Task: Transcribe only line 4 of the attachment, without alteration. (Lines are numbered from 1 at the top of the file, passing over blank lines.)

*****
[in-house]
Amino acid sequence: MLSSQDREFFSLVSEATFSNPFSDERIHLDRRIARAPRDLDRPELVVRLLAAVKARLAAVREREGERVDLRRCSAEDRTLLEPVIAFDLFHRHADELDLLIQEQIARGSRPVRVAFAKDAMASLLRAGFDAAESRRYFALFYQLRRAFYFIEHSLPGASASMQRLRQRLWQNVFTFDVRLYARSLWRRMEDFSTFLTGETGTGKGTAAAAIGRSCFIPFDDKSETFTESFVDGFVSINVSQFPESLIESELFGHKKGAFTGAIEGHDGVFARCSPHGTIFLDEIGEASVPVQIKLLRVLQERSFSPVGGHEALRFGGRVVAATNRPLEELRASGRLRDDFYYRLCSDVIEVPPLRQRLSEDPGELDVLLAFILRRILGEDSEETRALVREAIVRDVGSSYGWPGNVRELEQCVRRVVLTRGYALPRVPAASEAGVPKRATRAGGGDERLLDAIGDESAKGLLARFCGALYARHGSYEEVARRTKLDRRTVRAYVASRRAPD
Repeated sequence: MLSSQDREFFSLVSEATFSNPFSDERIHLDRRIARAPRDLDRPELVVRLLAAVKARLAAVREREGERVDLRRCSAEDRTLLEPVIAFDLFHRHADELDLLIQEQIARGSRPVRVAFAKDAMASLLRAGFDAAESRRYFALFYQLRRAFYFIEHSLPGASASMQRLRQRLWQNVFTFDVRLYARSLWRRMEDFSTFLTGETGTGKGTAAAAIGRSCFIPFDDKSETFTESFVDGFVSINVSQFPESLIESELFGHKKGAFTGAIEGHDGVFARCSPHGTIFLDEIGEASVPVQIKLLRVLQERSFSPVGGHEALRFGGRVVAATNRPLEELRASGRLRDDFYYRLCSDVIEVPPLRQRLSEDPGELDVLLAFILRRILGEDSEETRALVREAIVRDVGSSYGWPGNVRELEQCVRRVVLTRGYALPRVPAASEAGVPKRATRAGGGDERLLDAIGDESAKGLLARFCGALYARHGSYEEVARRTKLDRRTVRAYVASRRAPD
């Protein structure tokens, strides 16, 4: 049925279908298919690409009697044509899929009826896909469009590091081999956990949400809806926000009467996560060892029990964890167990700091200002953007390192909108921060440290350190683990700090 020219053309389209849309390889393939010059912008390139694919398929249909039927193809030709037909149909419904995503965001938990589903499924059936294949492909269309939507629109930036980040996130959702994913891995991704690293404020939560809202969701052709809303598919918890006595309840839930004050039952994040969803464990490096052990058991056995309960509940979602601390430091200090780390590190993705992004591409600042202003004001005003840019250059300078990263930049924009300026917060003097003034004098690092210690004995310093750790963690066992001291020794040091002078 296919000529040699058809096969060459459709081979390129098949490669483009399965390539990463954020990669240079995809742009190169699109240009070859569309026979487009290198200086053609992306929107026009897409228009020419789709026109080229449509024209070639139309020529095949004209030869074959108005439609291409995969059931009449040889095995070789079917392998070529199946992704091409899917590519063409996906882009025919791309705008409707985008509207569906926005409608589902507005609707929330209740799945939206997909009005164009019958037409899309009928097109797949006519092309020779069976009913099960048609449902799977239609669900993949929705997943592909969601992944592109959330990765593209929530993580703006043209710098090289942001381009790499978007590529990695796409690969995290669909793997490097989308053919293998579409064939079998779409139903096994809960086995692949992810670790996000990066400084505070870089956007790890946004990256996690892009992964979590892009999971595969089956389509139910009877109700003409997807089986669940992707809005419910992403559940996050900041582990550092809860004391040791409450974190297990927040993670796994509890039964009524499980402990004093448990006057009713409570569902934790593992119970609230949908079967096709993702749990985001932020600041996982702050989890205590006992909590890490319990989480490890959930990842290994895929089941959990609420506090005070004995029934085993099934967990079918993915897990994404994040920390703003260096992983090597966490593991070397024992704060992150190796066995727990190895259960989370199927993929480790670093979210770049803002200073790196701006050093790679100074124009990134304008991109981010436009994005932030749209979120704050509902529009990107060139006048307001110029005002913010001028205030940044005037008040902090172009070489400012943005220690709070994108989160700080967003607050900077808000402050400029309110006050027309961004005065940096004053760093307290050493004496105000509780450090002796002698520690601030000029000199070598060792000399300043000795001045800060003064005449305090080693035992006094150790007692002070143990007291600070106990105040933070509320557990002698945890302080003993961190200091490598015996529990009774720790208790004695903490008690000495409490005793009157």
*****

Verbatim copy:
């Protein structure tokens, strides 16, 4: 049925279908298919690409009697044509899929009826896909469009590091081999956990949400809806926000009467996560060892029990964890167990700091200002953007390192909108921060440290350190683990700090 020219053309389209849309390889393939010059912008390139694919398929249909039927193809030709037909149909419904995503965001938990589903499924059936294949492909269309939507629109930036980040996130959702994913891995991704690293404020939560809202969701052709809303598919918890006595309840839930004050039952994040969803464990490096052990058991056995309960509940979602601390430091200090780390590190993705992004591409600042202003004001005003840019250059300078990263930049924009300026917060003097003034004098690092210690004995310093750790963690066992001291020794040091002078 296919000529040699058809096969060459459709081979390129098949490669483009399965390539990463954020990669240079995809742009190169699109240009070859569309026979487009290198200086053609992306929107026009897409228009020419789709026109080229449509024209070639139309020529095949004209030869074959108005439609291409995969059931009449040889095995070789079917392998070529199946992704091409899917590519063409996906882009025919791309705008409707985008509207569906926005409608589902507005609707929330209740799945939206997909009005164009019958037409899309009928097109797949006519092309020779069976009913099960048609449902799977239609669900993949929705997943592909969601992944592109959330990765593209929530993580703006043209710098090289942001381009790499978007590529990695796409690969995290669909793997490097989308053919293998579409064939079998779409139903096994809960086995692949992810670790996000990066400084505070870089956007790890946004990256996690892009992964979590892009999971595969089956389509139910009877109700003409997807089986669940992707809005419910992403559940996050900041582990550092809860004391040791409450974190297990927040993670796994509890039964009524499980402990004093448990006057009713409570569902934790593992119970609230949908079967096709993702749990985001932020600041996982702050989890205590006992909590890490319990989480490890959930990842290994895929089941959990609420506090005070004995029934085993099934967990079918993915897990994404994040920390703003260096992983090597966490593991070397024992704060992150190796066995727990190895259960989370199927993929480790670093979210770049803002200073790196701006050093790679100074124009990134304008991109981010436009994005932030749209979120704050509902529009990107060139006048307001110029005002913010001028205030940044005037008040902090172009070489400012943005220690709070994108989160700080967003607050900077808000402050400029309110006050027309961004005065940096004053760093307290050493004496105000509780450090002796002698520690601030000029000199070598060792000399300043000795001045800060003064005449305090080693035992006094150790007692002070143990007291600070106990105040933070509320557990002698945890302080003993961190200091490598015996529990009774720790208790004695903490008690000495409490005793009157």